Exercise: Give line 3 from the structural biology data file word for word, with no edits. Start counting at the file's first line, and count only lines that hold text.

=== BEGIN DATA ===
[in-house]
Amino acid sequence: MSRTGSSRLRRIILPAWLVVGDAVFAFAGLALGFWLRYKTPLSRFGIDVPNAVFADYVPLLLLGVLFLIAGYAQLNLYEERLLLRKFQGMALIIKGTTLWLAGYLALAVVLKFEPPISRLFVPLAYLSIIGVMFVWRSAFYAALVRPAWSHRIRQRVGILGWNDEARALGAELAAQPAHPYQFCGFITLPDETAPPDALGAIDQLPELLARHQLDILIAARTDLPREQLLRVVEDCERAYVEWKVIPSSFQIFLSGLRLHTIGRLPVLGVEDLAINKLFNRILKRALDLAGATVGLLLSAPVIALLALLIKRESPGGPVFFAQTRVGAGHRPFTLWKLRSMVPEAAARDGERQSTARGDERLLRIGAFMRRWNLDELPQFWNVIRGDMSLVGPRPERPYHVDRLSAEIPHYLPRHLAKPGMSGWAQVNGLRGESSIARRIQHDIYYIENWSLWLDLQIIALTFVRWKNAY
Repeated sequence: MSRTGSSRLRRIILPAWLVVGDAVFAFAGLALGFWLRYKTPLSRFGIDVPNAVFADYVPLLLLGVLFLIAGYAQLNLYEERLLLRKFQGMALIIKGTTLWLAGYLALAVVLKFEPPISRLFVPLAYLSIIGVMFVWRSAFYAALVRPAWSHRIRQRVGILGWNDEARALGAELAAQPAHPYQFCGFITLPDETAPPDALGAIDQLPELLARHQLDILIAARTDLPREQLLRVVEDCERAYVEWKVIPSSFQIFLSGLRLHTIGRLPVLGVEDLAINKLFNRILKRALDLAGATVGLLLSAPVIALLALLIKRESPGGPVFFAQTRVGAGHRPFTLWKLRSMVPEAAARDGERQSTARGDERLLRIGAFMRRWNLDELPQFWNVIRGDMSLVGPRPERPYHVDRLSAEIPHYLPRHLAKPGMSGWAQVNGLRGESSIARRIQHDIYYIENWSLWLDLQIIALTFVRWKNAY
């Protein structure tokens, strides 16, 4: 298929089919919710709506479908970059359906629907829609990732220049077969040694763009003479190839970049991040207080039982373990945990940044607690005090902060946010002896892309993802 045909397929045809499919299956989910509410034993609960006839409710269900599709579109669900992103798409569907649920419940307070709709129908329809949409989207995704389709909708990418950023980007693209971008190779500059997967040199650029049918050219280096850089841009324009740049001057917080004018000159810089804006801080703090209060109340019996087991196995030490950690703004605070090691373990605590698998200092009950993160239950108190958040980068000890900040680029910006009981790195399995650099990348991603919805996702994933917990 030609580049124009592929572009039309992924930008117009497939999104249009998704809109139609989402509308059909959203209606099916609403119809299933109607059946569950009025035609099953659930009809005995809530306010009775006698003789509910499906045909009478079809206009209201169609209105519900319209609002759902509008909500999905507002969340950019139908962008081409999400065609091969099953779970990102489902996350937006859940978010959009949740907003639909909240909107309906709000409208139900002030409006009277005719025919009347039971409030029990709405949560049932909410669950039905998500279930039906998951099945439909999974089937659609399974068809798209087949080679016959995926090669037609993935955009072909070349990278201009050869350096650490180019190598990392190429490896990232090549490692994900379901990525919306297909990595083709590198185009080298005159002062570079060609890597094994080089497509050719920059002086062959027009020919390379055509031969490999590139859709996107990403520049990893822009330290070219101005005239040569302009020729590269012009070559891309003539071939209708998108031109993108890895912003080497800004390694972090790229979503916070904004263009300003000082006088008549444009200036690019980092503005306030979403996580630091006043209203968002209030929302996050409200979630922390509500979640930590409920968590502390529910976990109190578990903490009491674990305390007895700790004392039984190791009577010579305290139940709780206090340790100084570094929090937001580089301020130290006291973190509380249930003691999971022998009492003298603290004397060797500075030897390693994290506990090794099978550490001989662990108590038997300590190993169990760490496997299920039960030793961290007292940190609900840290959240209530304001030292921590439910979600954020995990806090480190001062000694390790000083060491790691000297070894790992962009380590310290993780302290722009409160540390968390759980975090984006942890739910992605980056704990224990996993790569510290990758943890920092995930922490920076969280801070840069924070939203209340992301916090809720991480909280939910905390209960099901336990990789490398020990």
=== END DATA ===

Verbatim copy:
Repeated sequence: MSRTGSSRLRRIILPAWLVVGDAVFAFAGLALGFWLRYKTPLSRFGIDVPNAVFADYVPLLLLGVLFLIAGYAQLNLYEERLLLRKFQGMALIIKGTTLWLAGYLALAVVLKFEPPISRLFVPLAYLSIIGVMFVWRSAFYAALVRPAWSHRIRQRVGILGWNDEARALGAELAAQPAHPYQFCGFITLPDETAPPDALGAIDQLPELLARHQLDILIAARTDLPREQLLRVVEDCERAYVEWKVIPSSFQIFLSGLRLHTIGRLPVLGVEDLAINKLFNRILKRALDLAGATVGLLLSAPVIALLALLIKRESPGGPVFFAQTRVGAGHRPFTLWKLRSMVPEAAARDGERQSTARGDERLLRIGAFMRRWNLDELPQFWNVIRGDMSLVGPRPERPYHVDRLSAEIPHYLPRHLAKPGMSGWAQVNGLRGESSIARRIQHDIYYIENWSLWLDLQIIALTFVRWKNAY